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Mireille Guiliano

Mireille Guiliano

French author
Mireille Guiliano
The basics

Quick Facts

Intro French author
Is Writer Non-fiction writer
From France
Type Literature
Gender female
Birth 14 April 1946, Moyeuvre-Grande
Age 74 years
Family
Spouse: Edward Guiliano
Mireille Guiliano
The details

Biography

Mireille Guiliano (born April 14, 1946, in Moyeuvre-Grande, France) is a French-American author.

Education

A native of France, Mireille Guiliano grew up in Rombas, Lorraine amidst cooks, chefs, and restaurateurs. Guiliano completed a year of her primary education as an exchange student in the United States (1966). She completed her secondary education in Paris, where she studied French and English literature at the Sorbonne Nouvelle (1966–1970) and received her Master's degree. She also attended the Institut Supérieur d'Interprétariat et de Traduction where she received a certification as a translator/interpreter.

Career

Prior to becoming a full-time author, Guiliano was for over 20 years the spokesperson for Champagne Veuve Clicquot and a senior executive at LVMH as well as CEO of Clicquot, Inc., the United States firm she helped found in 1984 and was its first employee.

After publishing French Women Don’t Get Fat and French Women for All Seasons, Guiliano decided to retire from Cliquot, Inc. (LVMH) and follow her new passion to become a full-time writer.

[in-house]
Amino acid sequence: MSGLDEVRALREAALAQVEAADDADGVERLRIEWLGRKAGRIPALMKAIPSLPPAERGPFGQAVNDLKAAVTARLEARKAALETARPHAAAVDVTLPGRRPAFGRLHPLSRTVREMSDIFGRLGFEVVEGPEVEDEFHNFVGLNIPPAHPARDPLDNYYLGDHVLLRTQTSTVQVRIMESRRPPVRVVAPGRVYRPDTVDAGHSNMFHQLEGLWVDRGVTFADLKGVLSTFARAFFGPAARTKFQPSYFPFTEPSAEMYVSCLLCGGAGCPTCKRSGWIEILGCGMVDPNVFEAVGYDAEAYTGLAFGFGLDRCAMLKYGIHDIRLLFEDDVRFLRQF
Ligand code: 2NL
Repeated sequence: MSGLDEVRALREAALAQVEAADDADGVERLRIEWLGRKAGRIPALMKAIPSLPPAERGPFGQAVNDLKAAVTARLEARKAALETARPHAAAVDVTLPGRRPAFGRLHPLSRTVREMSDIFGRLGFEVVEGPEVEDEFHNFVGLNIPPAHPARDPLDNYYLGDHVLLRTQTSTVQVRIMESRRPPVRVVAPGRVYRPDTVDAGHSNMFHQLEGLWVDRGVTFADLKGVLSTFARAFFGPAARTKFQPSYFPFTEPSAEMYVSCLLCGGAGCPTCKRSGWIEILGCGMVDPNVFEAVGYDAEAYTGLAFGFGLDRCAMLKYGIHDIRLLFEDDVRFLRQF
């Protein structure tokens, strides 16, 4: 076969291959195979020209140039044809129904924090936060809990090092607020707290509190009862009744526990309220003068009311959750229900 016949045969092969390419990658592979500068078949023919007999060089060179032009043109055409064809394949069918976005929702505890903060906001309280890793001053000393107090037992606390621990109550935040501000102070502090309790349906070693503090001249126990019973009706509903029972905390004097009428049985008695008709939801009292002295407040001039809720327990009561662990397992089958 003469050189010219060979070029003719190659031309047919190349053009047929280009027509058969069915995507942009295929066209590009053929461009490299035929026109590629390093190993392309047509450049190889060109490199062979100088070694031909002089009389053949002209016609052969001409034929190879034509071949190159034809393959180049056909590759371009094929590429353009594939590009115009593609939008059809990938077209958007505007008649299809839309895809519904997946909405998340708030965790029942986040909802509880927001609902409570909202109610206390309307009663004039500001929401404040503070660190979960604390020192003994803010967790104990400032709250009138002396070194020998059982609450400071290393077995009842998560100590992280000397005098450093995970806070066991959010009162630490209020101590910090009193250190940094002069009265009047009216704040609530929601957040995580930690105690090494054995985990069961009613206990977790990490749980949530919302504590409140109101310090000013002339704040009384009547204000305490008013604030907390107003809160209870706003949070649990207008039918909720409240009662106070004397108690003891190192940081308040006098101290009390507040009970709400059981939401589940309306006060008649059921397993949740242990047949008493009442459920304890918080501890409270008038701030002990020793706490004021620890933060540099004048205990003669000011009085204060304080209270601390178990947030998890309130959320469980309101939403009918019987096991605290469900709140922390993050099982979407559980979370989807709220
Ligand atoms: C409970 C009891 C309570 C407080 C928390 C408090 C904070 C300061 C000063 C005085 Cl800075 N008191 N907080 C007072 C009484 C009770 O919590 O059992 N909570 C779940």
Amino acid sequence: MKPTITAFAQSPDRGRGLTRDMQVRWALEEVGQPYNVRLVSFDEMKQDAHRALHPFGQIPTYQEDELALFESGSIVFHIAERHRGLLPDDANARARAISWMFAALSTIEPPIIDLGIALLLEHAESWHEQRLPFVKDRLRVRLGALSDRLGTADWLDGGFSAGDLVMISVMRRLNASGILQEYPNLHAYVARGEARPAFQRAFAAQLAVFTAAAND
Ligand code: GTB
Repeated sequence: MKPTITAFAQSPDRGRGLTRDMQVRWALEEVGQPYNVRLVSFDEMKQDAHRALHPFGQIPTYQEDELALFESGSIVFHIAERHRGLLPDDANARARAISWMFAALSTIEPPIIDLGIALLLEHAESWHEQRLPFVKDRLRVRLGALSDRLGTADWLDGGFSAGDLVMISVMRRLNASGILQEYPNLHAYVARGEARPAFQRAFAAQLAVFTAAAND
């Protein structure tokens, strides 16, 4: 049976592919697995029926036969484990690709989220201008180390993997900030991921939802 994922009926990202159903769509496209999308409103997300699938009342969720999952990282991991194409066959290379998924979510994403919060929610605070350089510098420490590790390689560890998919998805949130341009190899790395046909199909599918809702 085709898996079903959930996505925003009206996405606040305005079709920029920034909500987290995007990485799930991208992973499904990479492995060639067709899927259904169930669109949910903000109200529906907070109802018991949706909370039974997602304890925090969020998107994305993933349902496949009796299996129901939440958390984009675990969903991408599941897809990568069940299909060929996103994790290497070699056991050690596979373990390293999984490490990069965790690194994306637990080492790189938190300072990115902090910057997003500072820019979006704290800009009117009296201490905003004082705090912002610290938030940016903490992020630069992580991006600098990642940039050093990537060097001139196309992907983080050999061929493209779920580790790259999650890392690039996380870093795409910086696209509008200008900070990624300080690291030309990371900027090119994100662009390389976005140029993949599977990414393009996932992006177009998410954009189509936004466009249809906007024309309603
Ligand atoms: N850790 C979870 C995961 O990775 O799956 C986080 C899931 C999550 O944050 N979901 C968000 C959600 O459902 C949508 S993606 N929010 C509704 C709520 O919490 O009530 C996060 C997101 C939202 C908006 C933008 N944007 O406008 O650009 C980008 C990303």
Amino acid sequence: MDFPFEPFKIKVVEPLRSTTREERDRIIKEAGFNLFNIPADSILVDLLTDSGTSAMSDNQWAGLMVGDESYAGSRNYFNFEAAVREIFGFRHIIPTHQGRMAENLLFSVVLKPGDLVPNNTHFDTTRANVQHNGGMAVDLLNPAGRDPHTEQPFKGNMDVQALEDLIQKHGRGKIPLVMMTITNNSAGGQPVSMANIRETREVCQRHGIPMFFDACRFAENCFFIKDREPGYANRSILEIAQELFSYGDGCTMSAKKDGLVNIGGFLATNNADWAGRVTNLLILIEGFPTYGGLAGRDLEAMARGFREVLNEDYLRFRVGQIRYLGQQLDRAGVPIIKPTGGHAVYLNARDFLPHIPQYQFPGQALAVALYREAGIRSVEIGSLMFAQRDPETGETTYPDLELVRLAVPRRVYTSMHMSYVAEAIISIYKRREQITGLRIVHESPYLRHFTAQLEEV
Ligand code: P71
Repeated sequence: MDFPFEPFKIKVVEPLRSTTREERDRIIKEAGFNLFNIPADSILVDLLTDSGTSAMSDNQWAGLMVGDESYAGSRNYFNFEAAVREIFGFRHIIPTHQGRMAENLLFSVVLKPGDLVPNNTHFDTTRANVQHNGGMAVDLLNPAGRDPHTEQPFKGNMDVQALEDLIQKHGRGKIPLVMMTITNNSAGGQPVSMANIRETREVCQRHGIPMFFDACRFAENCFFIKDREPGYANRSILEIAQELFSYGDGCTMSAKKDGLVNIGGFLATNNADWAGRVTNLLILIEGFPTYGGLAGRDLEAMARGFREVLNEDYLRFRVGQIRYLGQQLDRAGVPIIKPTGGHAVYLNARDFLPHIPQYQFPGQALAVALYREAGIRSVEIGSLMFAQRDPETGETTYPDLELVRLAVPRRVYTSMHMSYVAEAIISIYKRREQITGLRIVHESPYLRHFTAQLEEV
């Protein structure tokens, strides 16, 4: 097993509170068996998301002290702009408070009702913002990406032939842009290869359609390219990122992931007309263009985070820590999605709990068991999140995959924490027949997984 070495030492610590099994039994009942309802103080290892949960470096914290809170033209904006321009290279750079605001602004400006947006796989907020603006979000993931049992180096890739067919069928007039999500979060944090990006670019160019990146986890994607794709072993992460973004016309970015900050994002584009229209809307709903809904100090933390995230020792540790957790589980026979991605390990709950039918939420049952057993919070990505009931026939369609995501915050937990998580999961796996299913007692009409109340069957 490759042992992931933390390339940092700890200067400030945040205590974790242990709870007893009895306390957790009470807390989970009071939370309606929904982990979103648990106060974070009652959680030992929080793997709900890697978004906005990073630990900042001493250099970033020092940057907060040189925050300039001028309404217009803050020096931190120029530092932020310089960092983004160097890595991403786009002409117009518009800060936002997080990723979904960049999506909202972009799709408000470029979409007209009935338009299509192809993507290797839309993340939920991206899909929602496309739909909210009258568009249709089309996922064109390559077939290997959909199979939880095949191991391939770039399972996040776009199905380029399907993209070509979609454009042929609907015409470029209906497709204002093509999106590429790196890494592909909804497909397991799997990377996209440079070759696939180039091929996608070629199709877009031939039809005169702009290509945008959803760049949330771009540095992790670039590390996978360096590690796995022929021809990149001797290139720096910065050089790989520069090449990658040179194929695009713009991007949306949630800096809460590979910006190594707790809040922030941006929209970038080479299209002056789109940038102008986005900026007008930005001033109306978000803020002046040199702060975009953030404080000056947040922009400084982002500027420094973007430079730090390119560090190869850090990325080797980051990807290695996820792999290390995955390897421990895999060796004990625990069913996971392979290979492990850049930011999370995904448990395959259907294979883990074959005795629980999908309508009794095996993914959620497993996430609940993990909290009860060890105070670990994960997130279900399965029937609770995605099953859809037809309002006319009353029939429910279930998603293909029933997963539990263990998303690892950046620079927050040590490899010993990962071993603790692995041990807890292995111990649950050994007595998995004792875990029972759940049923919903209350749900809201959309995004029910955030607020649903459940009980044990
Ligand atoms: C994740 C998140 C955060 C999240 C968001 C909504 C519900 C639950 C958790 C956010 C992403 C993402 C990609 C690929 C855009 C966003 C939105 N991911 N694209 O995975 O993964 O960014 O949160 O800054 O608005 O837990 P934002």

She contributes articles on food, wine, travel, and lifestyle to a wide range of publications, including Town & Country and The Quarterly Review of Wines. She has authored essays for Newsweek, Bon Appétit, and Nespresso magazines, as well as the third chapter of Parisiennes (Flammarion 2007).

Personal

Guiliano currently resides in Manhattan with her husband, Edward Guiliano, president and CEO of the New York Institute of Technology.

Criticism

Guilano's French Women series has been criticized for promoting a stereotype of French women, failing to mention the main reasons for differences in obesity rates between France and the USA, promoting unhealthy attitudes towards food, promoting an elitist view of female beauty and just poor writing. The British journalist Zoë Williams also singled her out for criticism in her article "Cherchez la femme", with particular criticism directed at her catchphrase "la moitié, s'il vous plaît" ("just give me half of that, please").

In 2007, Guiliano was voted as one of New York's Worst Bosses on Gawker.com.

Books

  • French Women Don't Get Fat: The Secret of Eating for Pleasure
  • French Women for All Seasons: A Year of Secrets, Recipes and Pleasure
  • Women, Work & The Art of Savoir Faire.
  • The French Women Don't Get Fat Cookbook
  • French Women Don't Get Facelifts: The Secret of Aging with Style and Attitude

The contents of this page are sourced from Wikipedia article. The contents are available under the CC BY-SA 4.0 license.
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